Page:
you are currently riding a unicorn
that shits rainbows wherever you pass.
You live as if you’ve haven’t been
repeatedly betrayed 
by the rest of the mythology
which gave us unicorns
as it formed us.

It’s an apocalypse out there.

Soon enough
you’re going to need a horse
to get somewhere
because once the narwhals
go extinct, the slow forgetting
of unicorns shall begin
and the only thing to do then
will be to create
some new chimeras to ride. 

You might as well start now. After all,
none of us are virgins any more.


Messages

This is a message
from oatmeal and cinnamon

From blueberries and
dark amber agave nectar

It reads
You keep hope alive sport

All this will be worth it
one of these days

And then there’s a message
from a walk through the swamp

From trash below the boardwalk
and the sight of a fox not far off

It reads
Nothing is easy but restoration is possible

and what is worth restoring
is wary — but it is nearby

Finally a message
from the bed you so want to replace

full of lumps and bad springs
that eclipse all the wholesome memories

It reads
Get your rest while you can sport

You will need it 
in the coming good times

if indeed
they come in their own good time


The Steering Wheel

In cars drivers 
clothed for mistakes
they made years before
grip steering wheels
they barely need as
the cars work
those same routes
every workday.

After years of 
dressing and driving
like this, they 
know in their 
bones that to imagine
different roads
would tear them
to shreds.

They clench
the steering wheels,
their teeth; they clench
their buttocks
as their cars go 
where they always go.

There by the roadside,
a steering wheel.
The sound of 
someone screaming,
or cheering.


Adult

Moved to dance
in the hallway of 
my childhood home
as it is empty now
and the echoes of
feet on the floor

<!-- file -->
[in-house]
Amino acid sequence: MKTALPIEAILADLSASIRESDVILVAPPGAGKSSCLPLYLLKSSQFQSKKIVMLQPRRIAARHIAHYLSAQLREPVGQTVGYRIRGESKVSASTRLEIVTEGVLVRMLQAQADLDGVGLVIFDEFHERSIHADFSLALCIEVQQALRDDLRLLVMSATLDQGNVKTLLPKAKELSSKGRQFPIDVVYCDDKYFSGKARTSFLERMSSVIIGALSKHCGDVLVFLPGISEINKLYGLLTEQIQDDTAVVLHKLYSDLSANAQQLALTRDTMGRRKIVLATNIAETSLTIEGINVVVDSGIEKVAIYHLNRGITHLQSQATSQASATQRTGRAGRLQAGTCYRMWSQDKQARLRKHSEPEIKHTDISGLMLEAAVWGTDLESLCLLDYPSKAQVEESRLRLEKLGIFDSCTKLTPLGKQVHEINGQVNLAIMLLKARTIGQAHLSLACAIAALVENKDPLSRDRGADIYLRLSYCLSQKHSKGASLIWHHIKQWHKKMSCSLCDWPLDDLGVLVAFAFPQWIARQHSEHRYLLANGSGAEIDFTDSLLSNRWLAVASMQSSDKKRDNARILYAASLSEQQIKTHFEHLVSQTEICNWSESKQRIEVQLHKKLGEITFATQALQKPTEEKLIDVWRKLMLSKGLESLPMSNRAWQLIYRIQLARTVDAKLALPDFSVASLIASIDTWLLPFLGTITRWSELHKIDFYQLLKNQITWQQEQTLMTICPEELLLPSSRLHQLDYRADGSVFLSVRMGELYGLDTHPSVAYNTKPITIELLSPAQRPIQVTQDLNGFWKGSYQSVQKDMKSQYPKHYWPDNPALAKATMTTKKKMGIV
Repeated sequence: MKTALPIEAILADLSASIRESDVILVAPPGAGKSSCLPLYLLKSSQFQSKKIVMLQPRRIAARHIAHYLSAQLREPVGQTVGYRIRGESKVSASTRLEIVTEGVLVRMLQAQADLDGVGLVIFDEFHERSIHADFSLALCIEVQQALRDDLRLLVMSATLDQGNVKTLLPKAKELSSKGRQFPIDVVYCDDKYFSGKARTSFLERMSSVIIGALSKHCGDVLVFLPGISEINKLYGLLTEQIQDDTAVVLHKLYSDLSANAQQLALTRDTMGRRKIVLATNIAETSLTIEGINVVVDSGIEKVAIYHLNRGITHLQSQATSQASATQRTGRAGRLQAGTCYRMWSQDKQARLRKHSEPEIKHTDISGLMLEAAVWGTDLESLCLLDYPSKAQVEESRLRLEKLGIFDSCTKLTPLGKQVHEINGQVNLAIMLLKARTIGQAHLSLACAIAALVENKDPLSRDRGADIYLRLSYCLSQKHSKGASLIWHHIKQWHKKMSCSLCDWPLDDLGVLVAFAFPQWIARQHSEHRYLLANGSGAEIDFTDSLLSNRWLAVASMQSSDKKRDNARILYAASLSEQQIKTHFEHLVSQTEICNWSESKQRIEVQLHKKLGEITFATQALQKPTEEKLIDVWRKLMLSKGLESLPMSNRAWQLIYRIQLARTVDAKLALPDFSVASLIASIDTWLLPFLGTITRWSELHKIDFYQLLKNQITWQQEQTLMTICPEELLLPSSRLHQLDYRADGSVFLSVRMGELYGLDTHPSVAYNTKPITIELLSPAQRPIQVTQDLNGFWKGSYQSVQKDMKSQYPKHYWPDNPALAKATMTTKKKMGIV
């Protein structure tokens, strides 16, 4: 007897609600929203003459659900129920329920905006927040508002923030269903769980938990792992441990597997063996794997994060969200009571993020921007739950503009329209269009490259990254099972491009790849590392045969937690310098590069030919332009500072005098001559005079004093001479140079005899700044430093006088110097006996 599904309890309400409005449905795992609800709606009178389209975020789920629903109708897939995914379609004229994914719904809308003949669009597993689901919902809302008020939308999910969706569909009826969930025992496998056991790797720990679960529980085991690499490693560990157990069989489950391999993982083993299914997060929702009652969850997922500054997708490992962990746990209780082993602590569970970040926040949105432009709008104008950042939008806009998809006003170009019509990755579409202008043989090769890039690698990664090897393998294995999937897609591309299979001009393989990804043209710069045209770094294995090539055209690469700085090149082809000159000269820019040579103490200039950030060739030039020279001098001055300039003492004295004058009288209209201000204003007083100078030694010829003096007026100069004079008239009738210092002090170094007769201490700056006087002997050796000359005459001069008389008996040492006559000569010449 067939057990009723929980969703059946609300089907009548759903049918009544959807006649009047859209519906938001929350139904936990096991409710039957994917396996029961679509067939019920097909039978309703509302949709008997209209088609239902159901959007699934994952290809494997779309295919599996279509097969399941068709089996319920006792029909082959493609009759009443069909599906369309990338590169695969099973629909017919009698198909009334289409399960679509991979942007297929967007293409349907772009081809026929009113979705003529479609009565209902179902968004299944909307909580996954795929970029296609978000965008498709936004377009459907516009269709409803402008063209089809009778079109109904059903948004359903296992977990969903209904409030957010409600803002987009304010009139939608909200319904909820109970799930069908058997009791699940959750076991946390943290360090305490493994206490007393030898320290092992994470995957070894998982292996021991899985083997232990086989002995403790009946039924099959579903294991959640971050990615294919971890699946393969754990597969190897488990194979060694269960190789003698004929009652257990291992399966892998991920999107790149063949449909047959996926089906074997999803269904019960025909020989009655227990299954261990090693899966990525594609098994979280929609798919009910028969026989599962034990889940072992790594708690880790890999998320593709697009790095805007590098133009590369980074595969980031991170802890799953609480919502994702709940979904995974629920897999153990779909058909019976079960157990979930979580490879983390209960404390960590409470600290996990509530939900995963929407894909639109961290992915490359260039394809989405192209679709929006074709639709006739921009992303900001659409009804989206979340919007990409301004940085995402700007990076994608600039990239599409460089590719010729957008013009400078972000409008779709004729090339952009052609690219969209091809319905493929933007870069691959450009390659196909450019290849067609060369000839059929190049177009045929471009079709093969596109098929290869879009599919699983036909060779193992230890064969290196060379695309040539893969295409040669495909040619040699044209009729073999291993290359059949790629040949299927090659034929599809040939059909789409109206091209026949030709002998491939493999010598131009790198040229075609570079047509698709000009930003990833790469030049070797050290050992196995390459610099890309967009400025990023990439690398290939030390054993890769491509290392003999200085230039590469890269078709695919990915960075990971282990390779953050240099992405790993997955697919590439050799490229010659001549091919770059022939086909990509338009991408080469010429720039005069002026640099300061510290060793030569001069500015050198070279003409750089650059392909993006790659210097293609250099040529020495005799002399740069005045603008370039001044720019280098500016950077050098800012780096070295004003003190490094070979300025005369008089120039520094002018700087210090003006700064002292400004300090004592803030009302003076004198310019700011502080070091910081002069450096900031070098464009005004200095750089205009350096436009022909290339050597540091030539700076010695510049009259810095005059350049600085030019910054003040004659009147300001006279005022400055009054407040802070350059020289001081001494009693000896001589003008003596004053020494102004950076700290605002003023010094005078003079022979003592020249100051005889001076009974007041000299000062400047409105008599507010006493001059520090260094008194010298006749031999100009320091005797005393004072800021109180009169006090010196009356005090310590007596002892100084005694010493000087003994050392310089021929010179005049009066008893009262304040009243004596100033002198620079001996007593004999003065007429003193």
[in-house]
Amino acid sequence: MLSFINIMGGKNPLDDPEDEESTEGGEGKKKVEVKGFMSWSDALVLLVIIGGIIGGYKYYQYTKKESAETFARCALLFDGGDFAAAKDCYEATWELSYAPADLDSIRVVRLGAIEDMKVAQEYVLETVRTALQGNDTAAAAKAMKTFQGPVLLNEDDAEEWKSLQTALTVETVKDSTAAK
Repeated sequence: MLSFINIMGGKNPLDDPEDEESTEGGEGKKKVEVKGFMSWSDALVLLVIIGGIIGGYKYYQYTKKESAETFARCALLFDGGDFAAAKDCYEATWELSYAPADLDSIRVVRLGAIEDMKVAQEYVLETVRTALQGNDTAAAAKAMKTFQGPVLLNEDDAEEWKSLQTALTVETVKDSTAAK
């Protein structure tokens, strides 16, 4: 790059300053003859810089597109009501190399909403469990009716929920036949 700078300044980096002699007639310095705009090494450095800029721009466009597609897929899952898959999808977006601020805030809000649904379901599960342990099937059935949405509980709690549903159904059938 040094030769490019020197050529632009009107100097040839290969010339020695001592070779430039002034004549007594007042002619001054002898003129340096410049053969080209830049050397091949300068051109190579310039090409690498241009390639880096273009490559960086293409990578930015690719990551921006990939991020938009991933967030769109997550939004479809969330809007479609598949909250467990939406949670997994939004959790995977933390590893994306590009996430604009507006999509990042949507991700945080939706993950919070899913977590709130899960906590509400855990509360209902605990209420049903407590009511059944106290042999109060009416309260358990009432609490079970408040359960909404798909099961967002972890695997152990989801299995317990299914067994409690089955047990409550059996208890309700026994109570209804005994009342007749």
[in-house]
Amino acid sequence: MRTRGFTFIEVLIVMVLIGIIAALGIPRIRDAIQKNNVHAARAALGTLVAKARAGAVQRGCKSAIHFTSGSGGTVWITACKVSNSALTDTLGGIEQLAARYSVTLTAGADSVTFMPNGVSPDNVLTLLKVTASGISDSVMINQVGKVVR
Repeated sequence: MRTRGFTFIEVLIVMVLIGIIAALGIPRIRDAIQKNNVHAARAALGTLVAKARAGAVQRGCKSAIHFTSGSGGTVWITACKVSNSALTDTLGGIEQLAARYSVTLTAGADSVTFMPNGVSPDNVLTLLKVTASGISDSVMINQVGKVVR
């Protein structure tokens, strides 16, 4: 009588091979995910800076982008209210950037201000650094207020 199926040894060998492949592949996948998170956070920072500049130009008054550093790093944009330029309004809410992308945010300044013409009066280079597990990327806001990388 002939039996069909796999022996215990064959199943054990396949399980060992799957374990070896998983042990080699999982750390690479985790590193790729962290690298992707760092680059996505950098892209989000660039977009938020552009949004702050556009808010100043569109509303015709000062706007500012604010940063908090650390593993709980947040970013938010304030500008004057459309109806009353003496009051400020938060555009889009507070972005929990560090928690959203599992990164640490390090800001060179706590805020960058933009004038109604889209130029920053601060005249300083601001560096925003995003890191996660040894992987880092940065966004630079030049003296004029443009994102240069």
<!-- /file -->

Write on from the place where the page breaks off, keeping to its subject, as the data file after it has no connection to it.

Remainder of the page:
will disturb no one

Trying to choose
a beat to work
from among
the memories of all
the songs I tried
to listen to here
but was told to turn down

People who know me today
can’t hear the caterwauling
that goes on within for my denied past
Symphony of what I never had
when I lived here
If they did they’d understand
but perhaps if they did they’d flee

Moved to dance
but unable to
Frozen in remembrance 
of all that glory unused
I settle myself back into stillness
as it is easier than trying
to choose


Alarm

When you are uncertain
about where that nearby
car alarm is going off

and your own car is out of sight
and you can’t say for certain
what your alarm sounds like

you might want to pull
some pants on before
stepping into the cold

to see if you are responsible
for your own awakening
and any others out there

When you are sure that
it’s not you but
the silver Acura parked

across the street and up
the block in the driveway
of the only single family home

around here 
The one whose occupants
you’ve never even seen

you step back into the foyer
and wait to see who comes out
but no one does

You cannot go back to sleep
wondering if it shut off by itself
after what seemed like an hour

or did it get shut off
by someone inside using
a remote 

Someone remote and
unseen who lives among us
putting forth disruptions

like small bombs that will trouble
our sleep until the day
we no longer hear them at all

and thus will be destroyed


Christmas Eve Coin

On the rug
I see a quarter
that flew from my watch pocket
when I peeled off the jeans
to put them in the wash

And I at once regret that it’s lying there
when I could have put it in the hand
of the bundled up houseless person
on the corner 
but found it too much work
to dig it out of that constricted pocket
while seated in the warm car
I had no folding money to offer